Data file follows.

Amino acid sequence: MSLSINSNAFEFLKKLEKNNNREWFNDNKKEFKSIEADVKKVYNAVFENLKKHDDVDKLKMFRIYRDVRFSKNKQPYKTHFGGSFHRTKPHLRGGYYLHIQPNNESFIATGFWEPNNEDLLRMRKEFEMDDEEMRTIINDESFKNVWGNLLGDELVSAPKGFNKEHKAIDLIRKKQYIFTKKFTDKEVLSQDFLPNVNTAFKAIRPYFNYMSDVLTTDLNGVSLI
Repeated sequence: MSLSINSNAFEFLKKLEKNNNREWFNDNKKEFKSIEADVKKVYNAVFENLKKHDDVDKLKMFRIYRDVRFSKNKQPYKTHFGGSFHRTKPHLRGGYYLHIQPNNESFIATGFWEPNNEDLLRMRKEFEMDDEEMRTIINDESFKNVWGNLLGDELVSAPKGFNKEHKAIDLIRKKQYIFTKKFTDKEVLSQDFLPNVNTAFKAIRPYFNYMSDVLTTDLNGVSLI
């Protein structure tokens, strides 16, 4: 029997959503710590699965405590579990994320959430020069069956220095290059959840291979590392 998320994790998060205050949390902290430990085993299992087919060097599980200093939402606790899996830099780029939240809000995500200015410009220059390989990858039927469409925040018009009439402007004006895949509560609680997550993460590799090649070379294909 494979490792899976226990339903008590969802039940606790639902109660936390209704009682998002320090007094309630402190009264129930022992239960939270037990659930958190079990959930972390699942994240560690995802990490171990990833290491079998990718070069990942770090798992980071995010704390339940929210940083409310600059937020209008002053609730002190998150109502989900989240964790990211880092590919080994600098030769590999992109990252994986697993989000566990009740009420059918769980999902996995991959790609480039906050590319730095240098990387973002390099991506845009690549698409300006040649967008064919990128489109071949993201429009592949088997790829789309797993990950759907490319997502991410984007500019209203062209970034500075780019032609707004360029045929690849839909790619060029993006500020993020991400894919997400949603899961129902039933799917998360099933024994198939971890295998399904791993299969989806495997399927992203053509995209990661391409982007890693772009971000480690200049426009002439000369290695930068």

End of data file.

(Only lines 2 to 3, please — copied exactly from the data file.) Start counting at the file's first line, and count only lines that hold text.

Repeated sequence: MSLSINSNAFEFLKKLEKNNNREWFNDNKKEFKSIEADVKKVYNAVFENLKKHDDVDKLKMFRIYRDVRFSKNKQPYKTHFGGSFHRTKPHLRGGYYLHIQPNNESFIATGFWEPNNEDLLRMRKEFEMDDEEMRTIINDESFKNVWGNLLGDELVSAPKGFNKEHKAIDLIRKKQYIFTKKFTDKEVLSQDFLPNVNTAFKAIRPYFNYMSDVLTTDLNGVSLI
């Protein structure tokens, strides 16, 4: 029997959503710590699965405590579990994320959430020069069956220095290059959840291979590392 998320994790998060205050949390902290430990085993299992087919060097599980200093939402606790899996830099780029939240809000995500200015410009220059390989990858039927469409925040018009009439402007004006895949509560609680997550993460590799090649070379294909 494979490792899976226990339903008590969802039940606790639902109660936390209704009682998002320090007094309630402190009264129930022992239960939270037990659930958190079990959930972390699942994240560690995802990490171990990833290491079998990718070069990942770090798992980071995010704390339940929210940083409310600059937020209008002053609730002190998150109502989900989240964790990211880092590919080994600098030769590999992109990252994986697993989000566990009740009420059918769980999902996995991959790609480039906050590319730095240098990387973002390099991506845009690549698409300006040649967008064919990128489109071949993201429009592949088997790829789309797993990950759907490319997502991410984007500019209203062209970034500075780019032609707004360029045929690849839909790619060029993006500020993020991400894919997400949603899961129902039933799917998360099933024994198939971890295998399904791993299969989806495997399927992203053509995209990661391409982007890693772009971000480690200049426009002439000369290695930068």